Well, the answer to these things is a fairly complex topic. MS was reasonably invested in mobile until it started to hemorrage in the marketplace. In places like Europe and Australia, they still have okay market share.
But ultimately, there is not much OS "room" on any marketplace. Take desktops for example, players have been trying to take that on for years. OSX is still relatively small, and a tiny part of apples profits.
What you need for a successful product is a real "MOAT". A moat means a thing your product has, that no one else has - something people want. Like with desktops, in mobile there have been a lot of contenders with samey products. Windows 10 Mobile, Android and iOS are relatively similar. There's simply no room in the market for another "me too".
MS has plans to resolve this. Leveraging windows cloud and windows on ARM into the tablet, hybrid and laptop markets to gain more marketshare in larger cellular connected devices. Which will increase mindshare and number of apps, if successful. It has a real "moat" there in terms of touch, stylus, ink, convertibility, and full desktop OS power. Ask anyone who's used a lot of tablets and laptops and tried some new convertibles - generally they'll have a soft spot for windows. Like on the desktop, it can do more. The product in way, speaks for itself, it's moat is self-evident.
MS is developing conversation as a platform with its Cortana bot intergration. This is essentially an "app" (with assistants these are called "skills") ecosystem, under Cortana. This would also be a moat if windows can get ahead in the emerging voice platform - a platform that will make touch apps more redundant. This intergration and the emergence of a great deal more Cortana "skills", is like cloud, very close; MS has told us.
If it can succeed in both these areas, we can see new forms of pocket cellular device, beyond mere touch slabs - convertibles, stylus empowered, voice driven, wearables - watches, clamshells, and all sorts. And then, these devices will be competitive - offering something better, being better.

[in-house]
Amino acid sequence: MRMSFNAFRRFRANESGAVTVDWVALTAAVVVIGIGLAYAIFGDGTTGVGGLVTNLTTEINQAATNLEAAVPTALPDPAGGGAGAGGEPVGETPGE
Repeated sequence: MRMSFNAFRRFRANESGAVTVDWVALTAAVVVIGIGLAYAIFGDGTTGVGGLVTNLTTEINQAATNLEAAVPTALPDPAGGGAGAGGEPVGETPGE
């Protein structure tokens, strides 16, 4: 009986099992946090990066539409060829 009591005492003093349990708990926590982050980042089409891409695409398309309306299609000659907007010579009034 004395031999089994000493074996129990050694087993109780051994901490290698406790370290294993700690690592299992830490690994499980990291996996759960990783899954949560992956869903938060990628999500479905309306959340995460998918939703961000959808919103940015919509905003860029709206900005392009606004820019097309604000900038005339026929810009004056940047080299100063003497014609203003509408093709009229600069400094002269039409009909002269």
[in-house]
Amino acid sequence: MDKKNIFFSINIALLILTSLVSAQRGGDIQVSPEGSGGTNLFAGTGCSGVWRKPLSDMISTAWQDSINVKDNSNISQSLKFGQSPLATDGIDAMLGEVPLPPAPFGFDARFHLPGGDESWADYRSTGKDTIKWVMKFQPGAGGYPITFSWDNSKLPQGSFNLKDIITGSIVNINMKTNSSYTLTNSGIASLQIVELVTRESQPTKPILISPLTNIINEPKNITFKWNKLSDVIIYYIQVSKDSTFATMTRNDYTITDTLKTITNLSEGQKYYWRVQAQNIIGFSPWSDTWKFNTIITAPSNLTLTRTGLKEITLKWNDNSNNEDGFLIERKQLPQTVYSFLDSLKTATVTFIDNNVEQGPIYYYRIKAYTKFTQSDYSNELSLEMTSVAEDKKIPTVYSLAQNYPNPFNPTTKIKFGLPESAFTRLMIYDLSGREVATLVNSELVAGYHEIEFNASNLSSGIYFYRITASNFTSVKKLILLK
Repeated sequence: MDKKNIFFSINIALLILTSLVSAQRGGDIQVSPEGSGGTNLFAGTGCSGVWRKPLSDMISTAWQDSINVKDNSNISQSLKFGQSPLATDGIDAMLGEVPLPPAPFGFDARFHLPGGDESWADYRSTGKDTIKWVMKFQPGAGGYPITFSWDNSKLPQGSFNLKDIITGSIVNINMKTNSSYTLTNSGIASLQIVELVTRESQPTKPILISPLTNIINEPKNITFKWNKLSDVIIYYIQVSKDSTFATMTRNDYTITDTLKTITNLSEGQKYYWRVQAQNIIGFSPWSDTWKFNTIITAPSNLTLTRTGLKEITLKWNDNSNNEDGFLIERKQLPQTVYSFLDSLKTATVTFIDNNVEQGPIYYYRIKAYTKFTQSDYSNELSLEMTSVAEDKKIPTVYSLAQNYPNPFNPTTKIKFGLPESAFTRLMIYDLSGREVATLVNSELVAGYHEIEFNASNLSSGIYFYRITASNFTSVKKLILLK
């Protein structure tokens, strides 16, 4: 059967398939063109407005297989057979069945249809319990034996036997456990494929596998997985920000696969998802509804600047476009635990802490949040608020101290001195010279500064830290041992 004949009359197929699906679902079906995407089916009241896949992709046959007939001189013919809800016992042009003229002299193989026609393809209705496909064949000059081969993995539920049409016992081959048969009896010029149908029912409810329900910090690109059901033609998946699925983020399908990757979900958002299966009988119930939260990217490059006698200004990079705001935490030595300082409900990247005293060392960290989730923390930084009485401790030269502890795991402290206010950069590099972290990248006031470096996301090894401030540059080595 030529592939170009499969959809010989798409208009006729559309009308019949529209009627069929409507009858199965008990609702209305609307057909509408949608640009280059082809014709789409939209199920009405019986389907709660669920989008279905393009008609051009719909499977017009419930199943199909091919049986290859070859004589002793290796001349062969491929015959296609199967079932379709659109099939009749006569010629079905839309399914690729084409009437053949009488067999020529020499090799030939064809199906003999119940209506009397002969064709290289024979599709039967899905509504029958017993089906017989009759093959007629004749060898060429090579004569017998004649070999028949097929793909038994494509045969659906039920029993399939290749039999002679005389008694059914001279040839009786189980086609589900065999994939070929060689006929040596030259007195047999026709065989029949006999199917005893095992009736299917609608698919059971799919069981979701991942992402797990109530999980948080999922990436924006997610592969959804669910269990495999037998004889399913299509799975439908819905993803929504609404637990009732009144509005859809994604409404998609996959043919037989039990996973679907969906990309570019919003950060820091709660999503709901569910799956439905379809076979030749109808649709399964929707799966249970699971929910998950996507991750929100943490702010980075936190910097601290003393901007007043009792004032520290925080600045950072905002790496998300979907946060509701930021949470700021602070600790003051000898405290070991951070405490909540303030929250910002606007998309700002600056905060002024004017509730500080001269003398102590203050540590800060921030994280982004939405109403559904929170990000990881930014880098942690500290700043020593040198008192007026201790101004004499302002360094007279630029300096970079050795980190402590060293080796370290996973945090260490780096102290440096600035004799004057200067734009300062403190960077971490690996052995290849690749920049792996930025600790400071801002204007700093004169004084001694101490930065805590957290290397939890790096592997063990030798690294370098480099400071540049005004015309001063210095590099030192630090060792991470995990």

But in general you can't just throw money at something to make it work. And keeping in mind, MS has less money than google or apple by several factors. Hence why as time goes on, it works more closely with partners. And why Samsung and MS are starting to look my schoolyard chums.
If you look at the windows store, you will see it themed "education" ahead of the announcement of windows cloud in may (well this does change day to day, but you'll find apps like complete anatomy, sketchable, flow charts, earth 3d etc have been given some spotlight over the last while). There is a serious weight of educational apps in the store if you look under the apps section - there is a lot. This is no happy accident, and has clearly been in the works for awhile. Like all its other market plays.
MS isn't resting on its laurels, it's just playing chess with all the market pieces, trying to get to where it can win again in pocket devices.
And it's not the only one who's looking for the next thing. If slab phones were the eternal be and end all of tech profit, amazon, Samsung, apple, google would not all be furiously also investing in future technologies as well. This is a game that never ends - MS hasn't given up on mobile, it's just planning another way in. If it had given up, there would be no new phones, and no updates as there are with BB10 blackberry devices.